Apple India head Sanjay Kaul will leave the company with immediate effect. The exit of Kaul comes amid Apple witnessing its slowest growth rate in the country in more than five years for the fiscal year ended March 2017, says a report from Economic Times.
Apple India – having a rough time
The exit of Kaul comes as a surprise as recently the U.S. company acknowledged strong growth in the country. During the fourth-quarter earnings call, CEO Tim Cook stated that revenue in India had increased two-fold year over year.
“We were especially happy to return to growth in Greater China, where revenue was up 12 per cent from a year ago, and with our momentum in India, where revenue doubled year over year,” Cook had said.
However, it is also a fact that Apple India is struggling to uphold its position against rivals such as Xiaomi, Samsung, Oppo or Vivo which have massive manufacturing facilities in India.
Michel Coulomb, who has been the managing director for South Asia operations at Apple, will replace Kaul. According to Economic Times, the changes were announced by Apple’s head of emerging markets Hugues Asseman during Apple India’s annual sales conference in Goa.
Coulomb has been with Apple for over 14 years, and is one of the important executives to CEO Tim Cook. Coulomb had headed operations in the Middle East, Africa and Turkey before coming to Singapore last year as the chief of South Asia, according to his LinkedIn profile.
The development comes on the heels of Apple’s decision to increase the average price of iPhone models by about 3.5%, following the government’s decision to increase the basic customs duty on mobile phones imported into India to 15% from 10%. According to the analysts, Apple would need to increase manufacturing of smartphones within the country if it wants to compensate for the increase in the price.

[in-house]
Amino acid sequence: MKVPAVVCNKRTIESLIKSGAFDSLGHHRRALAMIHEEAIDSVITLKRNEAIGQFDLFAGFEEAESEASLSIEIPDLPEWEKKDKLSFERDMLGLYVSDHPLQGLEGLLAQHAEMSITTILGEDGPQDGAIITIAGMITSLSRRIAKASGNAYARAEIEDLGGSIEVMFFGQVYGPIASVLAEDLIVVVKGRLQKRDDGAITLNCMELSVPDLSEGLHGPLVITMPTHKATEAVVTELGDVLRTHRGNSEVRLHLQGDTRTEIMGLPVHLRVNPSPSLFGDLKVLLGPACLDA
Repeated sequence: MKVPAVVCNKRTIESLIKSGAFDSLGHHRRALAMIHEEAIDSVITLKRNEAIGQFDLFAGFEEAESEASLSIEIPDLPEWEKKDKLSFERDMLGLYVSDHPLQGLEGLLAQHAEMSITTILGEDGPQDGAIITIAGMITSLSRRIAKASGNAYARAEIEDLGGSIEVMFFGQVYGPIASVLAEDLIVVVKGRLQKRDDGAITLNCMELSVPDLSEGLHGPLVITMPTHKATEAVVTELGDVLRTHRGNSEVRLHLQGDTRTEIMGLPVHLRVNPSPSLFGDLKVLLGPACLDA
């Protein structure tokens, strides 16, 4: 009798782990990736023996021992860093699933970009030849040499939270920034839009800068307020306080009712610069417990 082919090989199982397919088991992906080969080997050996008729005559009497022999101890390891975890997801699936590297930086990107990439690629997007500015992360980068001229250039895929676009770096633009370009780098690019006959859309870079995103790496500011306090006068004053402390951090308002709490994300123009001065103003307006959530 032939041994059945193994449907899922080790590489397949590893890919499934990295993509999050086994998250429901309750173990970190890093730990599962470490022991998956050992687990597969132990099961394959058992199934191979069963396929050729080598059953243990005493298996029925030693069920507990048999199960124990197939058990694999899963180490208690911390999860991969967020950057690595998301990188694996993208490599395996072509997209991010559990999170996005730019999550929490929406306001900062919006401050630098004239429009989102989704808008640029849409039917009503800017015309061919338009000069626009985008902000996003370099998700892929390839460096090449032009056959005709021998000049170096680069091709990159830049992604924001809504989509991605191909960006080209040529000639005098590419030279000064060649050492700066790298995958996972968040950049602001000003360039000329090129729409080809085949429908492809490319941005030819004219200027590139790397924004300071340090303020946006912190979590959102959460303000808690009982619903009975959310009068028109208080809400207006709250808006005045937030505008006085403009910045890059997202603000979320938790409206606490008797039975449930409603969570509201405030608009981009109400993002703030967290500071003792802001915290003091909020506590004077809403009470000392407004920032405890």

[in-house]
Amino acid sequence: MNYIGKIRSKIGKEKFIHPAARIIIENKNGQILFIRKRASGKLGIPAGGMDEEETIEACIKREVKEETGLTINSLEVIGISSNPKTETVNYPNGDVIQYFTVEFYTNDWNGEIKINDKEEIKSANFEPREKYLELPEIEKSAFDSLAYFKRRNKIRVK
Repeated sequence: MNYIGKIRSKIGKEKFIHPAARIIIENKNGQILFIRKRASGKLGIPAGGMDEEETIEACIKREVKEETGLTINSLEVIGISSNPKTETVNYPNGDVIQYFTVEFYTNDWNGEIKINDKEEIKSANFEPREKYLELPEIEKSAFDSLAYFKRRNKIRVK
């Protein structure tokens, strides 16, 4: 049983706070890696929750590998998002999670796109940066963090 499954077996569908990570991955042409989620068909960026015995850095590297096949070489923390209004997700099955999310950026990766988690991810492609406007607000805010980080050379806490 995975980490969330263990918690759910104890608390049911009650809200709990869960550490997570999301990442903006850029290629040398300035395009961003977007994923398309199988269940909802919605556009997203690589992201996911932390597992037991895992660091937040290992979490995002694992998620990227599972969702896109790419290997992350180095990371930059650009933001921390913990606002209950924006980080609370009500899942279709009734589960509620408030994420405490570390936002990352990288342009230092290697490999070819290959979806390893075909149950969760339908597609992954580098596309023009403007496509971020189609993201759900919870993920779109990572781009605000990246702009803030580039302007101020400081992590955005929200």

Apple has always exhibited the desire to work closely with the Indian government and set up manufacturing facilities in the country, but the results have been mixed so far. Earlier, the company requested the officials to postpone the import taxes so that it can expand its manufacturing facilities in India. However, the Indian government did not agree resulting in an increase of the tax rate.
No “Super Cycle’” for iPhone X
Separately, Cowen analyst Karl Ackerman believes that the iPhone X is not selling as well as was expected, according to Bloomberg. The analyst suggests that the meteoric rise in the price of the smartphone is to be blamed for the slower pace of sales.
“Some investors may conclude this relates to better sales momentum for the X,” wrote Ackerman, “but we are increasingly concerned that demand has been below initial expectations as users appear to have gravitated toward the previous iPhone models.”
Further, the analyst stated the sales number is decent so far, but do not expect any “Super Cycle.” Ackerman believes that the Cupertino, California-based company will sell around 79 million iPhones through December, a slight increase over the 78 million units shipped in the previous year. For the second fiscal quarter from January to March, Apple is expected to ship 56 million iPhones against the 51.2 million units last year.